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Cuba Tourism

Yes, and for the first half of the 20th century, Cuba was the holiday destination of choice for many well-heeled Americans, happy to enjoy the good life on the Caribbean's largest island at a time when many of the local people were living in poverty.

Fifty years ago today, a cabin cruiser named Granma landed in the south-east of Cuba. Her passengers were revolutionaries, including Che Guevara and Fidel Castro, who went on to win a famous victory against the island's dictator - and the US interests that lay behind him. Some Cubans (the disaffected, disinherited and dissident) say that the rot set in on 2 December 1956, and that Cuba has patently failed to achieve its potential over the past half-century. But despite decades of state communism, today Cuba offers more options for luxurious holidays than ever.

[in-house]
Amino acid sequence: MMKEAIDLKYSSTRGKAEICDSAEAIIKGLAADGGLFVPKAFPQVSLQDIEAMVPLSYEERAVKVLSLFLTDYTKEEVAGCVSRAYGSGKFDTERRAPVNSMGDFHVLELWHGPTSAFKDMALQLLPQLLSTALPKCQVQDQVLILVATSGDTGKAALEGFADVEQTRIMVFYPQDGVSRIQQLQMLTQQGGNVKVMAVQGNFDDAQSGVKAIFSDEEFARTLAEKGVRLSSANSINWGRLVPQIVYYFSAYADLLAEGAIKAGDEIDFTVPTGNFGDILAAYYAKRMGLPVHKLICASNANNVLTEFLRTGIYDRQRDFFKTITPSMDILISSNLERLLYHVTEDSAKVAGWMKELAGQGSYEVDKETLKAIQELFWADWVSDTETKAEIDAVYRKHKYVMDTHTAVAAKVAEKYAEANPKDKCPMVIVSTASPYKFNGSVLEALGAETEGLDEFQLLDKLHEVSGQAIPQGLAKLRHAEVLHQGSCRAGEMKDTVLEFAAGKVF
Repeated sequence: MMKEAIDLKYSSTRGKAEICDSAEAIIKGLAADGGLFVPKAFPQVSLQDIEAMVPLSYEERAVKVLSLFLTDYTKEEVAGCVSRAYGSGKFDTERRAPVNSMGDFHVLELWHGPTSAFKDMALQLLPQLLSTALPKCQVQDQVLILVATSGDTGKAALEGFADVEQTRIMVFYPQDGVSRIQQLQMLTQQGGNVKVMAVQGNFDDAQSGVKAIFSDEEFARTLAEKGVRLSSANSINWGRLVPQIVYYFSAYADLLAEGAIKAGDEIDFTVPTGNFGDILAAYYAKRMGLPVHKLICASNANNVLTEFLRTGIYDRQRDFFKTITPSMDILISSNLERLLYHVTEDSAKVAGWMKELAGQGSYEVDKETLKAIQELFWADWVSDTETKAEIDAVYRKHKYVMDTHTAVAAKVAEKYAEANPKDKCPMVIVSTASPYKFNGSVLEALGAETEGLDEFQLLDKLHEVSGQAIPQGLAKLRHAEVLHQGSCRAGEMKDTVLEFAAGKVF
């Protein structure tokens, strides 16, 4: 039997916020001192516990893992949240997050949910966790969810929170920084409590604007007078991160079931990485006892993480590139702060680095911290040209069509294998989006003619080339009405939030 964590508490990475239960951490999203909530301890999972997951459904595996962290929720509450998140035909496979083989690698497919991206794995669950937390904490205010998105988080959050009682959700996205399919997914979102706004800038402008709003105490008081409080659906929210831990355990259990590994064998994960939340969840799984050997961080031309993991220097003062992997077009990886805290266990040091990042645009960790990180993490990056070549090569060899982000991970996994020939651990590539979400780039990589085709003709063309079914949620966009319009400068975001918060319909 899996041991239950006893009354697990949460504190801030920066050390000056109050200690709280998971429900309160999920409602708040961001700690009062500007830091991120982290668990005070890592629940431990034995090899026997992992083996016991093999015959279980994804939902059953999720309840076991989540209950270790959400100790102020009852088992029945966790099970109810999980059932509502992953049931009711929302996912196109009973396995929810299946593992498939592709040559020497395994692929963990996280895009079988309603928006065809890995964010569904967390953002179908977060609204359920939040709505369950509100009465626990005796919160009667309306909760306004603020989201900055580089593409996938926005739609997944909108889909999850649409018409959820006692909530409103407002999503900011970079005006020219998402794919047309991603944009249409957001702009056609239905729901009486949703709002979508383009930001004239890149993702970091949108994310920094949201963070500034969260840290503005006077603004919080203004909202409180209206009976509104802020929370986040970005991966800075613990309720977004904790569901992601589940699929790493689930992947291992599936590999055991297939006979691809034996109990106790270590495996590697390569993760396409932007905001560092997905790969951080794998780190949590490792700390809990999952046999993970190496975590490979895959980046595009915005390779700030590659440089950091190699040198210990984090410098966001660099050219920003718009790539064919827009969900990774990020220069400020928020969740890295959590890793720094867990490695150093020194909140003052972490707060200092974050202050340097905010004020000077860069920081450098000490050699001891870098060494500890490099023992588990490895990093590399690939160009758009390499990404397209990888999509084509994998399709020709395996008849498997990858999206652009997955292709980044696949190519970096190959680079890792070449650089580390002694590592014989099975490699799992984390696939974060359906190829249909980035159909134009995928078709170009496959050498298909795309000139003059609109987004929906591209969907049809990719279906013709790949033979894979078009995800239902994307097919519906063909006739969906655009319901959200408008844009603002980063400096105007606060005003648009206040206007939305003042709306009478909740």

The island has far more depth and diversity than other Caribbean islands, and the culture has been preserved by the increasingly absurd-looking US economic embargo, which prevents Americans from travelling to Cuba. The Cuban people's rich heritage of music, dance and religion stands in stark contrast to the poverty into which their beautiful country has sunk - as do the new hotels, spa facilities and golf courses that are taking shape at a frantic rate, following Fidel Castro's oft-repeated acknowledgement that "Only tourism can save Cuba".

Despite embracing the tourist dollar - or, these days, euro - and the expansion of the top end of the market, Cuba doesn't yet offer the consistency of other Caribbean islands, however.

"As a country, Cuba is intoxicating, charming, but it is idiosyncratic - it's not always possible to do everything in a luxurious way," says Jenny Geal of Journey Latin America (020-8747 8315; "And you need to know it's quirky - don't go if you want everything to happen on time."

Source: Tribune online

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